After our visit to Swayambhu we decided to make one last trip to Thamel which is a tourist mecca in Kathmandu and a great place to shop for souvenirs and gifts. Our shopping spree was cut a little short because of a return of the "Colon Blow" that struck us both earlier on our trip had returned to haunt John on our last day.  We've actually been surprised at how little our digestive systems have been disrupted on this trip.  When you visit a developing country it's not a matter of if you are going to encounter digestive issues but rather how many times you will encounter these issues.  Every drop of water you put in you mouth has to be treated (boiled/filtered/chemical treatment/ultraviolet light).  This means that eating fresh vegetables is off limits because most likely the vegetables were washed in untreated water because Nepalis' bodies are accustomed to the untreated water.  Even if your silverware has drops of water on them it is advised that you dry the silverware before using it.  Luckily round two of "Colon Blow" for John only lasted a couple of hours and subsided before our long flights.  Phew!
Street dust on a garden. Very dry right now. 

Pigs rooting in a dirty river. :( this is in Kathmandu. 

Dental hospital

Lunch in Thamel.

Pig head for sale on table (far right on table). This is a meat market. 

Tashi and Lakpa's street.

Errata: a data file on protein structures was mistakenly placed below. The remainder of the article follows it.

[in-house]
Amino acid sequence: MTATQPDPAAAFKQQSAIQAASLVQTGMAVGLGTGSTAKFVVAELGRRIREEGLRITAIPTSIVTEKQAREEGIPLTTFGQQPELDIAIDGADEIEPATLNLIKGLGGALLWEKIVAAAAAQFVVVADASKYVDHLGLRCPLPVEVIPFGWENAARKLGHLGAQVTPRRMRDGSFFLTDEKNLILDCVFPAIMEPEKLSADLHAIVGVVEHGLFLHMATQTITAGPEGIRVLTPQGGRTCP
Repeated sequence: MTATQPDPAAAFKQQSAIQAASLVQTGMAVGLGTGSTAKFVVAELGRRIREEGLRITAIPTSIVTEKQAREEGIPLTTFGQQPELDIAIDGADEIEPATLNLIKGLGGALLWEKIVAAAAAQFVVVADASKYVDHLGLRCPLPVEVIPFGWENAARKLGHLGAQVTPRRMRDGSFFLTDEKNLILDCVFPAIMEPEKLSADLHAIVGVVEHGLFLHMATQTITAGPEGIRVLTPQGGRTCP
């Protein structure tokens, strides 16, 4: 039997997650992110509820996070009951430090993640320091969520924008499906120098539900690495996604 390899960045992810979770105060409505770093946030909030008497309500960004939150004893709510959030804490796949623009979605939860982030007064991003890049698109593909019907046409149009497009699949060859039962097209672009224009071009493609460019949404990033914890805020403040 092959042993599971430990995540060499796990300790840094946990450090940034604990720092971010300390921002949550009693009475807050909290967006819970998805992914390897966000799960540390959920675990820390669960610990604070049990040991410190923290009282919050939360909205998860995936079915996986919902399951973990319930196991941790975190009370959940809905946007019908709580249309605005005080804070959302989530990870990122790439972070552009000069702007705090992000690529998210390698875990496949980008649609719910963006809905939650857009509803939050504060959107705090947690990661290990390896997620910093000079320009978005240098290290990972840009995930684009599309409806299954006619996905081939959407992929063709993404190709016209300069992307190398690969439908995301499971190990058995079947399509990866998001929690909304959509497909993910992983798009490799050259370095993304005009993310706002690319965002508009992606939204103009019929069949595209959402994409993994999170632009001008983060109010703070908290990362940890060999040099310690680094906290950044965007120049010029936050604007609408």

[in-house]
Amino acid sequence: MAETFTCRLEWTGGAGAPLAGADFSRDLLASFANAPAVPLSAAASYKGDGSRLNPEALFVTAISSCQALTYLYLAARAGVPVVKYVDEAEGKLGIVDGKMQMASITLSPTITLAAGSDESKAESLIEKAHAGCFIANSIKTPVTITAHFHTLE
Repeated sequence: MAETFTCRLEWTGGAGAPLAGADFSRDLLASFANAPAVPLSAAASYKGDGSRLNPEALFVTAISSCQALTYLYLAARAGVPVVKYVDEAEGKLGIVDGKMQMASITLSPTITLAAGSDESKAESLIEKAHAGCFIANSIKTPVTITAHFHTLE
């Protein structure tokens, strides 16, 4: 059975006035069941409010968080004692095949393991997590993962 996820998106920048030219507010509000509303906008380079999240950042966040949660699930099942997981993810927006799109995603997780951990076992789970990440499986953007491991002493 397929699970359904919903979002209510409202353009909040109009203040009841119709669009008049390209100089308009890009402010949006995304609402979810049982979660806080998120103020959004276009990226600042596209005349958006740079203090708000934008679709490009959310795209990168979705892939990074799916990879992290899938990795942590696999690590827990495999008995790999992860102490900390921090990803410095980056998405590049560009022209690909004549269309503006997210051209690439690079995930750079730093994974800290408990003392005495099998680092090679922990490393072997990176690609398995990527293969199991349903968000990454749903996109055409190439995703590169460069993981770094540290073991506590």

Playground across the street from Tashi and Lakpa's house. 
View of playground from inside and upstairs. Kids play a lot of soccer here!

Goodbye to Ema. 

We then made our way back to Tashi and Lakpa's home to shower, pack our bags and enjoy our last meal of Dal Bhat, milk tea, and milk coffee prepared by Maya the great!  Because she doesn't speak English and only a little Nepali (she speaks Sherpa) it was hard for us to express our total gratitude for her over-the-top hospitality.
Maya's Dal Bhat!

Yummy! Rice, chicken,fried spinach, curried vegetables, and lentil soup!

Our last Dal Bhat. 

I could live off of milk tea!

John could live off of milk coffee. 

View from Tashi and Lakpa's roof. 

Then we were off to the airport at 8:30 and boarding our plane for an 11:10 PM departure.  Because of India's blockade to Nepal, our flight had to be rerouted through Bangkok, Thailand for a refueling stop.  This added a couple hours to our journey to Hong Kong, making the connection for our flight to New York tight.  
Our plane for our flight to Hong Kong. There aren't any jetways at the Kathmandu airport. 

BIG engine!!!

Luckily we arrived in Hong Kong early and got to our gate for New York with time to spare!  ;)  In fact this flight was delayed for over an hour!  Yuck!  We were just glad that our plane from Kathmandu was able to have enough fuel to leave Kathmandu to begin our looooooong journey home!

Tuesday, December 29, 2015

Dirt Boogers..... (Dec. 29)

Many, many friends!
My friend Julie who is a neighbor of Tashi and Lakpa. I stop by to see her everyday!
I have been able to get my German Shepherd fix! I REALLY miss my kiddos!